we're going to be left with two wild populations, in Myanmar and northern
Cambodia, and I suspect the population in Cambodia is the one that will be much
easier for people to go and see and study in the future. "
The open dry
forests of Preah Vihear, Mondolkiri, Ratanakkiri and Stung Treng provide ideal
habitat for vultures and Clements estimates there is a population of several
The slender-billed and white-rumped vultures have made
the critically endangered list internationally, while the red-headed vulture
belongs to a different sub-species of raptor.
So far, Cambodian vultures
have not been hit by the devastating effects of diclofenac. While the drug is
available, it is sold only in human doses from pharmacies and cases of it being
used on cattle are rare.
Nevertheless, the situation in Nepal, India and
Pakistan has shown the dangers of using diclofenac to treat livestock and WCS
has been providing technical reports to the Ministry of Agriculture, Forestry
and Fisheries in the hope that it will be banned from Cambodia in the future.
Keeping veterinarian-sized quantities of diclofenac out of the country
and conducting more research are the top priorities for WCS and other wildlife
NGOs trying to protect the three species found in Cambodia.
admits that despite their valuable ecological role, vultures are not the most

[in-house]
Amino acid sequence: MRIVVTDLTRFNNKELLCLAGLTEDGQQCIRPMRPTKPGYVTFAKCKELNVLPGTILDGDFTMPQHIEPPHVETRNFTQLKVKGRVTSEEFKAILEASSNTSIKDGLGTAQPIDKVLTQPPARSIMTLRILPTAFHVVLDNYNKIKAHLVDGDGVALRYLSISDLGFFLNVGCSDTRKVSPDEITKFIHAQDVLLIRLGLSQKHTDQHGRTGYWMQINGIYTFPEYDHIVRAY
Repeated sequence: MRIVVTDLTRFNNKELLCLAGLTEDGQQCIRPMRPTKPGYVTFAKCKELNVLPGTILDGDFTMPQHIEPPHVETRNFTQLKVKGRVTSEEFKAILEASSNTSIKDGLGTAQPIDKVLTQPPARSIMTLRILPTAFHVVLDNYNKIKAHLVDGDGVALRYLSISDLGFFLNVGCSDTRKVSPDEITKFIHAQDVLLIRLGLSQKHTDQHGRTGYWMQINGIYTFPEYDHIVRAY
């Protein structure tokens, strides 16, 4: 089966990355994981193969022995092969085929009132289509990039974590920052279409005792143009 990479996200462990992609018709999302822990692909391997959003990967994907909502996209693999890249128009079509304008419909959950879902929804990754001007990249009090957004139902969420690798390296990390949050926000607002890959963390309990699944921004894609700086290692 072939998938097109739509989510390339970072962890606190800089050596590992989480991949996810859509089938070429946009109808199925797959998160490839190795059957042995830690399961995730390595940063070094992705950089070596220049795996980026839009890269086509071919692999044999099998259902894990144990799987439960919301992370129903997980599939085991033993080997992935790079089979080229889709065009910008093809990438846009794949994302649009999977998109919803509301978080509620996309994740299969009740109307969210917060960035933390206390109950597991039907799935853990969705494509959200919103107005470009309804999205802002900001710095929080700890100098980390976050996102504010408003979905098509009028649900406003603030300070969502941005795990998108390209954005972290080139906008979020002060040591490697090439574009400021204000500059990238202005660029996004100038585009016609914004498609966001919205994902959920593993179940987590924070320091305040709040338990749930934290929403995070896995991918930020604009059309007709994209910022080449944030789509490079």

attractive prospect for donors.
"I think it's always going to be slighter
harder to get funding for them than some of the sexier species [but] on the
other hand the amount of money you need to do conservation on vultures is very
small," says Clements.
Unfortunately, the protection of vultures in Phnom
Tamao zoo, 52 km south of Phnom Penh, has not gone so well in the past. One of
two white-rumped vultures being kept in captivity was stolen by a keeper in
November last year to be used for traditional medicine, while the other died of
bird flu a month later.
Despite these unfortunate deaths in custody,
juvenile birds spotted by the WCS team suggests good breeding is occurring among
wild vultures and anecdotal reports suggest hunting for food, trading or sport
has decreased since the 1998 gun ban.
Cambodia's healthy vulture
population could also provide an economic boost to regions isolated from trade
and mainstream tourism.
Taking their lead from Africa, where busloads of
people pay to watch birds of prey tear apart their dinner at vulture restaurants
in safari parks, WCS will be looking at the potential for sustainable
eco-tourism projects for what Tom Clements describes as "extreme
"In the longer term there's a fair amount of potential [for
more mainstream vulture-based tourism but] in the short term what we are trying
to promote is the idea of smaller groups of keen birders who can go up there,
pay the costs of doing it and give some money to the local villagers," Clements
With many rare species of birds finding sanctuary in Cambodia's
fast-disappearing forests, Clements says opportunities for responsible
eco-tourism and conservation abound.
"There's a lot of good news in
respect to these large birds which are not hunted, still relatively common in
some areas and fairly easy to conserve, if Cambodia wants to."